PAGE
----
Want to bid on 114 acres of former General Motors factory property on Janesville’s south side?
You’ve got until 5 p.m. Nov. 11 to vie for the property through an auction now being advertised online.
You also could opt to bid on the 112-acre former JATCO haul-away yard that’s along Kellogg Avenue, just south of the main GM plant site. Or you could try to buy both. The “minimum bid” for each of the two properties starts at $750,000, according to online listings for the large properties.
Then there’s a 14-acre parking lot parcel on West State Street just east of the main plant site that’s being listed for sale for a minimum bid of $250,000, according to the listings.
Commercial real estate broker the Future of Real Estate has listed the collective 250 acres as a “rare industrial infill development opportunity” in an auction “event” that’s being managed by Future of Real Estate brokers and Janesville broker Coldwell Banker McGuire-Mears & Associates.
Signs advertising the auction also are on display on the chain-link fences that surround the former GM properties.
It’s not the first time the former GM site has been put on the market since its owner, St. Louis firm Commercial Development Company, bought the defunct plant property from GM in late 2017 and began clearing it.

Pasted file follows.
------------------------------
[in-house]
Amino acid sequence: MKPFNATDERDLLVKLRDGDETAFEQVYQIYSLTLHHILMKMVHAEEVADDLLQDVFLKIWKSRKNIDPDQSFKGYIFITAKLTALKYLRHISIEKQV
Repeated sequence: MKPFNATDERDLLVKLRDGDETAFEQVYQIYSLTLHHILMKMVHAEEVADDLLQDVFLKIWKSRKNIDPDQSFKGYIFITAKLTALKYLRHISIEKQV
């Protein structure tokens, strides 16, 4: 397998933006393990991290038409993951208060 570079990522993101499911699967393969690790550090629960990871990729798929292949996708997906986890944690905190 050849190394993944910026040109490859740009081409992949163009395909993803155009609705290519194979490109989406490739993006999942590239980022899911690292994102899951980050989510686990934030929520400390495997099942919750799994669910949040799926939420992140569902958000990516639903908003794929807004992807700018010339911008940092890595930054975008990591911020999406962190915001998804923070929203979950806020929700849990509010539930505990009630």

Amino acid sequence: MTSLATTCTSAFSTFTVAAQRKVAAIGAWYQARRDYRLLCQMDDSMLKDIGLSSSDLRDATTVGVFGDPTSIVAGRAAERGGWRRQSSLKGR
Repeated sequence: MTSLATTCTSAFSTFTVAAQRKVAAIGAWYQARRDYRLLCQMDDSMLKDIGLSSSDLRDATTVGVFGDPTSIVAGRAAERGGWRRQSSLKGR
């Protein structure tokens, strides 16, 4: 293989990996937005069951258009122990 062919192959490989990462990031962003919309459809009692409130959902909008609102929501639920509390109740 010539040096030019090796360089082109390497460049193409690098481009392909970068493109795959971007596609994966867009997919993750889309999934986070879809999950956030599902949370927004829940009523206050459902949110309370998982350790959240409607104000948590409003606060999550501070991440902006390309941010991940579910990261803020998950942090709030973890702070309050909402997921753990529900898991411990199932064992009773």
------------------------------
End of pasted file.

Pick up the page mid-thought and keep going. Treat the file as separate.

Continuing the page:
GM shuttered the Janesville plant in 2009, during the Great Recession.
The auction could mark a new chapter for the cleared out property after the state Department of Natural Resources OK’d the bulk of the former main plant site for an environmental cleanup plan.
After more than a year of environmental review, the DNR gave the nod to Commercial Development’s plans to leave in place heavy concrete foundations from large swaths of the main plant site. Commercial Development has said it views the concrete at the main plant site as cover for contamination underground from nearly 100 years of industrial use.
Under Commercial Development’s proposals, redevelopment could occur using the concrete at the main site as a base that would continue to cover contamination and leave it undisturbed, the company said in proposals to the DNR.
The auction listings come with a volume of closing cost sheets and environmental reports from the DNR and Commercial Development, most readied for the listing during the month of July.
Anyone who seeks to bid on the properties is required to place a $1,000 bid deposit and submit a financing plan.
People who seek to tour the sites are being asked to register through the auction site for temporary access to the property.
The $750,000 minimum bids for the two main properties are well below initial asking prices for the properties when Coldwell Banker first began marketing the properties in 2018. At that time, the main plant property had a sticker price of $7.4 million, and the former JATCO site was being marketed for $7.3 million.
As of Tuesday, the two Coldwell Banker listings from 2018 remained active.
Commercial Development bought the property in 2017 for $9.6 million, according to state Department of Revenue property transfer records.